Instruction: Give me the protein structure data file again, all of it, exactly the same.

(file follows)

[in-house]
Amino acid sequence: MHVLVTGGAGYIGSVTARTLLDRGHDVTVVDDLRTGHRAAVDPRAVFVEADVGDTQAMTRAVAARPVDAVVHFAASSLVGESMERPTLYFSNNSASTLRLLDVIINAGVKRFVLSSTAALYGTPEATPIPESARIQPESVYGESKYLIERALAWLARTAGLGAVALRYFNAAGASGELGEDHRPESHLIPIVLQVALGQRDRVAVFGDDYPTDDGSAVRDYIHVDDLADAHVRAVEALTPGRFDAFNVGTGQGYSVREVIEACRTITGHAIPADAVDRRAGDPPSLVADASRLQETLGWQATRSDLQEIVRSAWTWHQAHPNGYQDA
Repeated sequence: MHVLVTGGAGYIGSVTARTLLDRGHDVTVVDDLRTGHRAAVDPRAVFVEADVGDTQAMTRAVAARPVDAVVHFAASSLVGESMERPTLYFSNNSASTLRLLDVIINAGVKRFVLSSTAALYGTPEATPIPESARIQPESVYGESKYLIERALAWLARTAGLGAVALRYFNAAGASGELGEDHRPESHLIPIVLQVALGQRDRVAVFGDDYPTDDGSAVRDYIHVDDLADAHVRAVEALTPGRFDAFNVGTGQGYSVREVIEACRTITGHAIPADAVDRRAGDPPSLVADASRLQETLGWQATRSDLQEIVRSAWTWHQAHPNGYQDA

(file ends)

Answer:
[in-house]
Amino acid sequence: MHVLVTGGAGYIGSVTARTLLDRGHDVTVVDDLRTGHRAAVDPRAVFVEADVGDTQAMTRAVAARPVDAVVHFAASSLVGESMERPTLYFSNNSASTLRLLDVIINAGVKRFVLSSTAALYGTPEATPIPESARIQPESVYGESKYLIERALAWLARTAGLGAVALRYFNAAGASGELGEDHRPESHLIPIVLQVALGQRDRVAVFGDDYPTDDGSAVRDYIHVDDLADAHVRAVEALTPGRFDAFNVGTGQGYSVREVIEACRTITGHAIPADAVDRRAGDPPSLVADASRLQETLGWQATRSDLQEIVRSAWTWHQAHPNGYQDA
Repeated sequence: MHVLVTGGAGYIGSVTARTLLDRGHDVTVVDDLRTGHRAAVDPRAVFVEADVGDTQAMTRAVAARPVDAVVHFAASSLVGESMERPTLYFSNNSASTLRLLDVIINAGVKRFVLSSTAALYGTPEATPIPESARIQPESVYGESKYLIERALAWLARTAGLGAVALRYFNAAGASGELGEDHRPESHLIPIVLQVALGQRDRVAVFGDDYPTDDGSAVRDYIHVDDLADAHVRAVEALTPGRFDAFNVGTGQGYSVREVIEACRTITGHAIPADAVDRRAGDPPSLVADASRLQETLGWQATRSDLQEIVRSAWTWHQAHPNGYQDA